Brandon Webb started an extended spring training game yesterday and finally showed signs of rediscovering his pre-surgery velocity levels.
Richard Durrett of ESPNDallas.com reports that Webb threw four innings and “hit 86 mph a handful of times with his fastball, likely averaging around 84 mph.”
That may not sound very encouraging at first glance, but prior to missing essentially two straight seasons with shoulder problems Webb averaged just 88 miles per hour with his fastball.
His success has never been due to an overpowering fastball and as recently as last week his velocity was said to be in the high-70s and low-80s, so if the readings reported by Durrett are accurate Webb finally appears to have made some significant progress.
Webb will take the mound again for 4-5 innings Tuesday in Arizona, but there’s no timetable yet for his return from the disabled list.
UPDATE (11:06 PM ET): Manaea is through eight innings of his no-hitter. He caught Rafael Devers looking, then induced a pop-up to retire Sandy Leon and whiffed Jackie Bradley Jr. to end the inning. He’s at 95 pitches and a career-high 10 strikeouts entering the ninth.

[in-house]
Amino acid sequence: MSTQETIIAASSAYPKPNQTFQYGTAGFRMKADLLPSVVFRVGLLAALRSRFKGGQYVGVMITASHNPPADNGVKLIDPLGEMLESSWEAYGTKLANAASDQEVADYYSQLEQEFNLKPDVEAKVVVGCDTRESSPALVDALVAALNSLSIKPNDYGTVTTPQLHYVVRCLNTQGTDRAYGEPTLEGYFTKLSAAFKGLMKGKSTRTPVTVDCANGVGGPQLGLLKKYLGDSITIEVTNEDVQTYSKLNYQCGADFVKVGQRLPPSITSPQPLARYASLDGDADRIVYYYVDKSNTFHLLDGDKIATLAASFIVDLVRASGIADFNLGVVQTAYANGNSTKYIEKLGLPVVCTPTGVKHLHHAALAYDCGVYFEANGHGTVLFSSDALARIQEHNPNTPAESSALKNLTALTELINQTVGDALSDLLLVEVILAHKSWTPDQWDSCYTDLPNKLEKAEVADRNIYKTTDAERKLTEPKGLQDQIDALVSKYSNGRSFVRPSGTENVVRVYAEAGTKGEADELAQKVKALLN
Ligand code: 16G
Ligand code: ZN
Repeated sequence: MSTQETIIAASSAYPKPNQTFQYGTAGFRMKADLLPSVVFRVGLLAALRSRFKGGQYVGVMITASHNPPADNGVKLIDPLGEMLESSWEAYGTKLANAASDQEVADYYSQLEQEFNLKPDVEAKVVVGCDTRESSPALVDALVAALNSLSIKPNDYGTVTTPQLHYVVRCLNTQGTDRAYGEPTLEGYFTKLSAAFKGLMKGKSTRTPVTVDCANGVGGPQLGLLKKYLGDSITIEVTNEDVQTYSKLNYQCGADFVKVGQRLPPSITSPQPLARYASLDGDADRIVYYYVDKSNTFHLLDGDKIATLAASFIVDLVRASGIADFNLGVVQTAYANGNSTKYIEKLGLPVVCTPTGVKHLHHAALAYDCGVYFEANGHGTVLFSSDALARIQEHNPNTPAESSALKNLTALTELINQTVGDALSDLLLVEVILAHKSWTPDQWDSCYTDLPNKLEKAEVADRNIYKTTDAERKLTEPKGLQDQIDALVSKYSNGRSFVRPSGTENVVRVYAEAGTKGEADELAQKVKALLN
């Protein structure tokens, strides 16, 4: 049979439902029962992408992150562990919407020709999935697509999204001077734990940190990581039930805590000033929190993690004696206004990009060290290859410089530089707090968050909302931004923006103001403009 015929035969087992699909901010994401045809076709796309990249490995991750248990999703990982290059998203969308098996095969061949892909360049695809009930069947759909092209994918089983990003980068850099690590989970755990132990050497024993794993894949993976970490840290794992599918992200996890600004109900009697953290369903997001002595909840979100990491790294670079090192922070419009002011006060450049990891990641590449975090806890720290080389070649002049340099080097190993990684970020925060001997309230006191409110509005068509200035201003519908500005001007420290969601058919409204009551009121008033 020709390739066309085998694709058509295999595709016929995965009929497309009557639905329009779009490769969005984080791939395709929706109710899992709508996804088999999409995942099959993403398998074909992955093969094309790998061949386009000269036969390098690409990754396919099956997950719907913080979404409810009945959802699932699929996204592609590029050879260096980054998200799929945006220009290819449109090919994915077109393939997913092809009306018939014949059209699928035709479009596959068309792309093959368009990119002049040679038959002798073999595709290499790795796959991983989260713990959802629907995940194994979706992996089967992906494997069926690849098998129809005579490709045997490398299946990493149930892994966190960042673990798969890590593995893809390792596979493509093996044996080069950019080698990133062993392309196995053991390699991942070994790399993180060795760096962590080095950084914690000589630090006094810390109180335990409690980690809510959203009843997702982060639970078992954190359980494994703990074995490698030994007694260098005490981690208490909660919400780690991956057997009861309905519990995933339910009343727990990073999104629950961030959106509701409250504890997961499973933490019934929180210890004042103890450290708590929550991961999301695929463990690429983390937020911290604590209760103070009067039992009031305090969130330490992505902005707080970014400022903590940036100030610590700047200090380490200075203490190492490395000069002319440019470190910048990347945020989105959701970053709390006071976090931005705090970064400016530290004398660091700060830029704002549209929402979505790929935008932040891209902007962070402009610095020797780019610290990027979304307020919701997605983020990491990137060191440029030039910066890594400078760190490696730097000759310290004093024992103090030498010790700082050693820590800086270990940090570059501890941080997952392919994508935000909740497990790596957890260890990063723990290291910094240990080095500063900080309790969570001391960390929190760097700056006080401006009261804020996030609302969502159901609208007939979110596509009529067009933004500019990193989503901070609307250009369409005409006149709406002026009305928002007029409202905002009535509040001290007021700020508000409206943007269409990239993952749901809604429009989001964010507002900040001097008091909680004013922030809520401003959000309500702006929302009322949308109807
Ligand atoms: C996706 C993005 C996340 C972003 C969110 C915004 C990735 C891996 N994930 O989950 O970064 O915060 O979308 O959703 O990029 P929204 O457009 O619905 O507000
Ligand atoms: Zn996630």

Athletics southpaw Sean Manaea has no-hit the Red Sox through seven innings of Saturday’s game. Any thought of a perfect game was banished in the first at-bat, when Mookie Betts drew a leadoff six-pitch walk to open the first inning. From there, Manaea held the Sox to just three total baserunners through the first seven innings.
Andrew Benintendi tried to break up the no-no in the sixth inning, collecting an infield hit for what appeared to be the Red Sox’ first hit of the evening. Upon further review, however, the hit was reversed after Benintendi incurred a batter interference call for running outside the baseline.
Manaea is currently working with a three-run lead thanks to RBI doubles from Jed Lowrie and Stephen Piscotty and Marcus Semien‘s solo shot off of Chris Sale in the fifth. He’s racked up eight strikeouts against 23 batters so far.
If Manaea sees the no-hitter through to completion — as seems entirely possible, given that his pitch count is resting at 84 entering the eighth — he’ll be the first A’s pitcher to toss a no-no since Dallas Braden’s perfect game against the Rays eight years ago. The last time the Red Sox were on the losing end of a no-hitter, meanwhile, was back in 1993 against the Mariners’ Chris Bosio.